Form-based zoning - Regulates buildings instead of uses – considers aesthetics, such as the buildings height, setbacks, materials - Relation of buildings to public space – green zones - Creation of designed public space – parking, streetscapes.
Planning commission - Writes master plan, zoning ordinance - Acts on rezoning requests, site plans, etc. City or village council - Can choose whether to be final authority Zoning board of appeals - Settles requests for variances Staff – the local experts Consultants – the out-of-town experts
One of the most important planning documents. Sets overall direction for change in land uses in the community. Can be used to support decisions that move toward community goals – non-motorized transportation. Must respond to market forces. Planning something doesnt make it happen.
Master plans are use it or lose it propositions. Failure to follow the plan may discredit any attempt to use the plan as a defense for actions which may be challenged by property owners or developments – Michigan Municipal League.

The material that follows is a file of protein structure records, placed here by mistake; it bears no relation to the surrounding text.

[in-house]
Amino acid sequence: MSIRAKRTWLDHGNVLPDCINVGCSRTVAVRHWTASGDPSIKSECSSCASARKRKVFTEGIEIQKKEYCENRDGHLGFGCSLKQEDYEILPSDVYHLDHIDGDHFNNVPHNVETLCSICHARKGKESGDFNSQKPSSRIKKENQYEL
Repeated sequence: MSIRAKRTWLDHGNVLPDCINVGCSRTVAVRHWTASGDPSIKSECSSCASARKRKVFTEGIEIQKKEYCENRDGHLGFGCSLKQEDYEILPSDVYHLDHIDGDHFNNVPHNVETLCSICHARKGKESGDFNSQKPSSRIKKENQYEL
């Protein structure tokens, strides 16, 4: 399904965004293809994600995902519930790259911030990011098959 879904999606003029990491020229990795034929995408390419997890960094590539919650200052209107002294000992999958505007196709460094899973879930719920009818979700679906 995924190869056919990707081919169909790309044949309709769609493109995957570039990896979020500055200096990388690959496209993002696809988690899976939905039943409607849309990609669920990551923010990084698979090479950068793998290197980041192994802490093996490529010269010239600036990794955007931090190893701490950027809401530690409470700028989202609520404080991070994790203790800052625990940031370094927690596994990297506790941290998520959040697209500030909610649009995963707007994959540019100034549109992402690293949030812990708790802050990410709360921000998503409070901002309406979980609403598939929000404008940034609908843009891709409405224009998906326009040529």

Establishes the rules for land use - Divides the community into zoning districts. Provides a precise definition. - Controls the type and intensity of development allowed in each district. For example – neighborhood commercial may include convenience stores and small retail shops but exclude gas stations, auto repair shops, supermarkets and malls.
Rezoning petition - Seeks to change zoning of a particular parcel. - If approved, allows any use on the rezoned parcel permitted in that zoning district. Site plan - An engineered design for a specific use for a particular parcel. - Can have full or administrative review. Variance – decided by zoning board of appeals
Rezoning stays with property, not with the owner. - Owner may change mind - New owner can change use Uses permitted by right Conditional uses (special use permit)
Grandfathering - Zoning is not retroactive - Existing uses allowed to remain as legal noncomformities. - Should be brought into conformity over time - new use can only be one permitted in the zoning district; limits on remodeling, rebuilding, etc.
Historically, Michigan has not allowed contract zoning –agreements with property owners to restrict the use of a property if rezoning is granted. Instead, planning commissions had to consider the wide range of uses permitted under a zoning district.